China posted stronger-than-expected June trade figures yesterday, bolstered by firm global demand for Chinese goods and robust appetite for construction materials at home, but local curbs on lending could weigh on imports later this year.
Exports rose 11.3 percent from a year earlier, while imports expanded 17.2 percent, both beating analysts' expectations, official data showed.
While exports benefited from solid demand for electronics and industrial goods, a growing trade surplus, particularly with the United States, may add to trade tensions as US President Donald Trump seeks to boost activity in his country's manufacturing sector.
"Looking ahead, we expect export growth to slow on uncertainties in external demand due to rising geopolitical risks and the stronger yuan-US dollar exchange rate in the first half of 2017," Nomura researchers said in a note after the data release.
China posted a trade surplus of US$42.77 billion (HK$333.61 billion) in June, slightly above analyst forecasts for a surplus of US$42.44 billion and wider than May's US$40.81 billion.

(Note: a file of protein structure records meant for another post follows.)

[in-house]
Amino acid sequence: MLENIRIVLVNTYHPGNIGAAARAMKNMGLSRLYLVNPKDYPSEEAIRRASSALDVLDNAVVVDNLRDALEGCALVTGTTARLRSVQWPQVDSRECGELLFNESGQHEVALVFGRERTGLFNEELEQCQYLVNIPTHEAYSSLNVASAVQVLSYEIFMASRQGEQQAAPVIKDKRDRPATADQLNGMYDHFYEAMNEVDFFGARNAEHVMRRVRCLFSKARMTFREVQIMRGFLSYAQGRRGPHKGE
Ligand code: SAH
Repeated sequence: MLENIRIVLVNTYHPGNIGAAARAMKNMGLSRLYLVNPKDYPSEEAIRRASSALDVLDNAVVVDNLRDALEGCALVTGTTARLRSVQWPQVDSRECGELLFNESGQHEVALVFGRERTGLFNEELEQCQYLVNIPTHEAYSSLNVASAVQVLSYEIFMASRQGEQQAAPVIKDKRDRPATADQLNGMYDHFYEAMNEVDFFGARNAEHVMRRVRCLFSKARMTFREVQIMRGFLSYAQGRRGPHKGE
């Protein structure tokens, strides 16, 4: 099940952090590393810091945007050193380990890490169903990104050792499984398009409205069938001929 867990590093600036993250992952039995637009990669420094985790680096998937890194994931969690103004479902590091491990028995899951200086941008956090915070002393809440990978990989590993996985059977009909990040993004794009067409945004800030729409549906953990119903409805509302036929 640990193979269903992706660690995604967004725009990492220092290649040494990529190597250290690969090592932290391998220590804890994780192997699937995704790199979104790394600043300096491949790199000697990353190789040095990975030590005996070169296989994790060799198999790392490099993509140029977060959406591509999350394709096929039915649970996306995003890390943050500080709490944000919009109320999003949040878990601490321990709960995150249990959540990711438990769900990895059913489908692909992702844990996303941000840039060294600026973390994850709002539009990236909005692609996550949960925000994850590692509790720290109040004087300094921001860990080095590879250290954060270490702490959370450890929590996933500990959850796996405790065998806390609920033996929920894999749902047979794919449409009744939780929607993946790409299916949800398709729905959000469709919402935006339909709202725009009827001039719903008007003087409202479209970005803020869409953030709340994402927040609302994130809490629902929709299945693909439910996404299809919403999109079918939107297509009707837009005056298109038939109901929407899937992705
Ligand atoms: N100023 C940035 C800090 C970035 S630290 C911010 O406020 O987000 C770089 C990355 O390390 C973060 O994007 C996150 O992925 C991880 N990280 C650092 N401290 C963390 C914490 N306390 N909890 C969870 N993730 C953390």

Analysts had expected June shipments from the world's largest exporter to have risen 8.7 percent, in line with May's growth. Imports were forecast to have climbed 13.1 percent, easing from the unexpectedly strong 14.8 percent jump in May.
The country's demand for imports has remained robust in recent months. This is thanks mostly to resilient real estate demand in smaller Chinese cities with lax property rules as authorities are keen to clear a housing glut.
China's exports denominated in yuan rose 15 percent in January-June from the same period a year earlier, while imports jumped 25.7 percent during the period.
Chinese exports to Hong Kong in the first half grew 1.3 percent year on year to 845.5 billion yuan (HK$973.53 billion), while imports from Hong Kong fell 62 percent to 24.4 billion yuan.